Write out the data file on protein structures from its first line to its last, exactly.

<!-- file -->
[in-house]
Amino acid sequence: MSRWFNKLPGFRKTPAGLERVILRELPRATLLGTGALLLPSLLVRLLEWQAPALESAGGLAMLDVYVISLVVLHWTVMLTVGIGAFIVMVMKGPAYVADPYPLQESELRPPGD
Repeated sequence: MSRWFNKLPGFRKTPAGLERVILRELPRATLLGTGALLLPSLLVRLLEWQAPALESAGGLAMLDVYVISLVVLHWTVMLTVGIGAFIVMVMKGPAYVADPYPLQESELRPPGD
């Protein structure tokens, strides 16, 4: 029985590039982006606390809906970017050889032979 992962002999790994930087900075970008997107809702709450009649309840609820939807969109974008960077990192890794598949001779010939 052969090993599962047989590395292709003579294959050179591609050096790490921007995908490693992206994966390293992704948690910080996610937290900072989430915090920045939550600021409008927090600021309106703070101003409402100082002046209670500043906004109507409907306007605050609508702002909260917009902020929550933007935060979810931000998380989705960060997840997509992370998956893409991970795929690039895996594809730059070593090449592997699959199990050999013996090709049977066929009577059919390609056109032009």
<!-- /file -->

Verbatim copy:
[in-house]
Amino acid sequence: MSRWFNKLPGFRKTPAGLERVILRELPRATLLGTGALLLPSLLVRLLEWQAPALESAGGLAMLDVYVISLVVLHWTVMLTVGIGAFIVMVMKGPAYVADPYPLQESELRPPGD
Repeated sequence: MSRWFNKLPGFRKTPAGLERVILRELPRATLLGTGALLLPSLLVRLLEWQAPALESAGGLAMLDVYVISLVVLHWTVMLTVGIGAFIVMVMKGPAYVADPYPLQESELRPPGD
């Protein structure tokens, strides 16, 4: 029985590039982006606390809906970017050889032979 992962002999790994930087900075970008997107809702709450009649309840609820939807969109974008960077990192890794598949001779010939 052969090993599962047989590395292709003579294959050179591609050096790490921007995908490693992206994966390293992704948690910080996610937290900072989430915090920045939550600021409008927090600021309106703070101003409402100082002046209670500043906004109507409907306007605050609508702002909260917009902020929550933007935060979810931000998380989705960060997840997509992370998956893409991970795929690039895996594809730059070593090449592997699959199990050999013996090709049977066929009577059919390609056109032009």